The Giro Donne starts today. Here are our key riders' thoughts on the Italian race.
Elisa Longo Borghini
I’m here at the Giro to leave a mark on it. That’s my aim and, also, the aim of Lidl-Trek. We have a strong team and we’re really motivated to show it. I think we can be really competitive both in stage hunting and having a look to the GC. This year, I’m approaching the Giro without the GC at the top of my wish list. Of course, this doesn’t mean I’m here on holiday, but I do feel that I can live the race day by day, step by step, looking for stages first of all and seeing how the GC battle will play out. I’m prepared for the race and I’m sure I’ll soon reach the top of my condition.
The fact I’m not prioritizing GC among my goals doesn’t mean I don’t care about the Giro. On the contrary, I really look forward to starting and showing my hunger for victories. Let’s not forget how tough the Giro will be this year. It’s all ups and downs and I expect a very open and unpredictable race.
I also think that as Lidl-Trek we have very good options with the likes of Shirin Van Anrooij and Gaia Realini, who can have ambitions for the final classification. Shirin already won the white jersey last year at the Tour de France, Gaia is one of the best gutsy climbers in the world. They’re young, but they deserve a chance to approach the race with this goal and we need to support them. Teamwork is also one of the key qualities of our Team and, for our GC ambition, it could work well to beat the competition.
For me, the Giro is always my home race, the one I maybe have the strongest feelings towards, especially with the Tricolore jersey on my shoulders which gives a huge boost of confidence to do my best. Even if the Tour de France has become “the” event among the stage races and La Vuelta also stepped as a key event in the season, I really hope the Giro can keep its status in future.
On my returning to competition journey, which started at the end of April, the Giro will be an important step in my growth. From the Ardennes Classics onwards, every race day has been a step forward. It’s not easy, let’s be clear, because you need patience and sacrifice to find your best condition, but every race has been better. At the Giro I’m counting on having more positive feedback and being an animator of the race.
I feel a responsibility to be useful to the team, to play a supporting and guiding role, especially for the younger riders, and at the same time to aim for results. I want to be a solid member of Lidl-Trek, this is what the team wants from me, and I approach each stage with a very open mind instead of focusing on a few days or specific goals. I know what I have in my legs and what my motivation is. As a Team, we’re strong and we always play to win. That was always our approach. We have an aggressive style and a unique way of working together.
The Giro introduces one of the most important periods in the season of my comeback. There’s the Tour de France on the horizon and then the Worlds. I really want to show I’m still one of the strongest riders in UK, also keeping an eye on the 2024 Olympic Games.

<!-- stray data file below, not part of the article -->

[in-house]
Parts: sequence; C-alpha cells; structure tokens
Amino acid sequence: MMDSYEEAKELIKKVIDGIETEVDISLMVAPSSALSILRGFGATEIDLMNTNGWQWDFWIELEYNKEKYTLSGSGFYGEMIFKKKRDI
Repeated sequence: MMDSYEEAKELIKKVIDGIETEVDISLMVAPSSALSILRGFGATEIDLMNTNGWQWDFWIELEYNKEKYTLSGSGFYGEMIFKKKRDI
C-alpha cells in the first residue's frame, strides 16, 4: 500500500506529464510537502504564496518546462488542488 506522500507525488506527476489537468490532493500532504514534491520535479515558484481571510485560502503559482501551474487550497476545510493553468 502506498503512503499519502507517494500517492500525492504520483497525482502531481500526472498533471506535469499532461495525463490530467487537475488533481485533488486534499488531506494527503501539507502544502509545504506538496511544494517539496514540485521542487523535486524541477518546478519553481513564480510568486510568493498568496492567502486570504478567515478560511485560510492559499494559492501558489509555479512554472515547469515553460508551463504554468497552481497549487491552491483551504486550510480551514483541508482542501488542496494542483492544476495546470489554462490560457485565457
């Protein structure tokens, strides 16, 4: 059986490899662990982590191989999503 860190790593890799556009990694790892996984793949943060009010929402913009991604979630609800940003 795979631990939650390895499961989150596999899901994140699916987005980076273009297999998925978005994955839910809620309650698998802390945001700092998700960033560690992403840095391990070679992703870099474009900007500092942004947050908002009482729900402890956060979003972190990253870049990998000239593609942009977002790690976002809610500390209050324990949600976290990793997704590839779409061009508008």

Shirin Van Anrooij
The Giro is a big chance to continue my growth, gaining experience through a challenging and hard competition. After the Tour de France last year, this is my second experience in a long stagea race. It’s a benchmark to prove myself as a GC rider, without feeling the pressure to win at any cost. Being part of a strong team is, for sure, a key factor in my approach to the race. We have many cards to play everyday and even for the GC battle, we have different options to play. I feel it’s definitely an advantage.
Of course, I’m an ambitious rider, I like to win and to get results, but my focus here will be mainly to feel good on the bike, to prove myself by doing the best I can and learning how to manage the efforts in a long stage race. I feel I still have a lot to learn to achieve the dream and the goals I have in mind for the coming years. At my side I have experienced champions I can learn from.
About the route, I studied the stages as much as possible. It was homework that Ina [Teutenberg, Sports Director] gave to me last week. My conclusion is that there are no easy days, even if some of them may look like that from outside. I think every stage has hidden dangers. Every day something can happen and we always have to be at a top level to face this competition. Stage 5 is definitely the hardest one, with hard climbs and technical descents. I expect a really exciting race.
The Giro has always been the race of my heart, the stage that allowed me to be under the spotlight and to get where I am now. Talking about ambitions and goals for me is not easy. From the beginning of the season, many things have changed in my life. I know the perception of me from the outside has changed after my performances and results. But I have my feet firmly planted on the ground. I’m glad to receive compliments, of course, but yielding to expectations or pressure is a mistake I don’t want to make.
For this Giro, the Team wants me to approach it as a step in my growth and I fully agree. I feel I have lots to learn still, but that doesn't mean I don't want to be competitive on my own terrain, the climbs. As it has been until now, I want to give it my all and see how far I can go. And when I am asked to help or to work for a teammate, I will be the first to do so.